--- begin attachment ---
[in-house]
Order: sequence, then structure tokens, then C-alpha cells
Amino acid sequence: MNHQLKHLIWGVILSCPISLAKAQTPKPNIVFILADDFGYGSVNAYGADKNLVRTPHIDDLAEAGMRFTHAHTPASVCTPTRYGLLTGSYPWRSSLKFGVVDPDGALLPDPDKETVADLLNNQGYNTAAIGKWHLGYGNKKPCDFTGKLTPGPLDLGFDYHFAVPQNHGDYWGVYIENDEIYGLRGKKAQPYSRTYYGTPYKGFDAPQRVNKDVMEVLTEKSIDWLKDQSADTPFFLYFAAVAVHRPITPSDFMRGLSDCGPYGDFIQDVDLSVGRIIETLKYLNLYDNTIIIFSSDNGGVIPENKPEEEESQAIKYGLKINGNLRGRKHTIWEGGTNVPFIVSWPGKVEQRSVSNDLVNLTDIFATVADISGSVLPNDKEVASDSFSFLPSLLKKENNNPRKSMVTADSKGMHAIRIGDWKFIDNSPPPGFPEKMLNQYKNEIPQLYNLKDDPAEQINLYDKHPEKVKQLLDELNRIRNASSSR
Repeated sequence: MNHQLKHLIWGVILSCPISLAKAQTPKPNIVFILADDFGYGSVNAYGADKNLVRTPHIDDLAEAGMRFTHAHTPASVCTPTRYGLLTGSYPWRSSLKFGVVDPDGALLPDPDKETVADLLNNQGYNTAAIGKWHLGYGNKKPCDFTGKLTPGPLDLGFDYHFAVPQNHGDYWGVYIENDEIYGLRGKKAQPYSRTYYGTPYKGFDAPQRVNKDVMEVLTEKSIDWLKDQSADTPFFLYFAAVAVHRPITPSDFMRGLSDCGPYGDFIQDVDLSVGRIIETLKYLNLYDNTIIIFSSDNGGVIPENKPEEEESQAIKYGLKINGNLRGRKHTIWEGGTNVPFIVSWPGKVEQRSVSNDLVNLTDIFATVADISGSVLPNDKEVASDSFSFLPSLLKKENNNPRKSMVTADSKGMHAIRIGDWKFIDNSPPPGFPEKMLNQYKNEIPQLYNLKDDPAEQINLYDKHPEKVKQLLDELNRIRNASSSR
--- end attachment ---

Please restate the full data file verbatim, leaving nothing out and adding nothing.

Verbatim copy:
[in-house]
Order: sequence, then structure tokens, then C-alpha cells
Amino acid sequence: MNHQLKHLIWGVILSCPISLAKAQTPKPNIVFILADDFGYGSVNAYGADKNLVRTPHIDDLAEAGMRFTHAHTPASVCTPTRYGLLTGSYPWRSSLKFGVVDPDGALLPDPDKETVADLLNNQGYNTAAIGKWHLGYGNKKPCDFTGKLTPGPLDLGFDYHFAVPQNHGDYWGVYIENDEIYGLRGKKAQPYSRTYYGTPYKGFDAPQRVNKDVMEVLTEKSIDWLKDQSADTPFFLYFAAVAVHRPITPSDFMRGLSDCGPYGDFIQDVDLSVGRIIETLKYLNLYDNTIIIFSSDNGGVIPENKPEEEESQAIKYGLKINGNLRGRKHTIWEGGTNVPFIVSWPGKVEQRSVSNDLVNLTDIFATVADISGSVLPNDKEVASDSFSFLPSLLKKENNNPRKSMVTADSKGMHAIRIGDWKFIDNSPPPGFPEKMLNQYKNEIPQLYNLKDDPAEQINLYDKHPEKVKQLLDELNRIRNASSSR
Repeated sequence: MNHQLKHLIWGVILSCPISLAKAQTPKPNIVFILADDFGYGSVNAYGADKNLVRTPHIDDLAEAGMRFTHAHTPASVCTPTRYGLLTGSYPWRSSLKFGVVDPDGALLPDPDKETVADLLNNQGYNTAAIGKWHLGYGNKKPCDFTGKLTPGPLDLGFDYHFAVPQNHGDYWGVYIENDEIYGLRGKKAQPYSRTYYGTPYKGFDAPQRVNKDVMEVLTEKSIDWLKDQSADTPFFLYFAAVAVHRPITPSDFMRGLSDCGPYGDFIQDVDLSVGRIIETLKYLNLYDNTIIIFSSDNGGVIPENKPEEEESQAIKYGLKINGNLRGRKHTIWEGGTNVPFIVSWPGKVEQRSVSNDLVNLTDIFATVADISGSVLPNDKEVASDSFSFLPSLLKKENNNPRKSMVTADSKGMHAIRIGDWKFIDNSPPPGFPEKMLNQYKNEIPQLYNLKDDPAEQINLYDKHPEKVKQLLDELNRIRNASSSR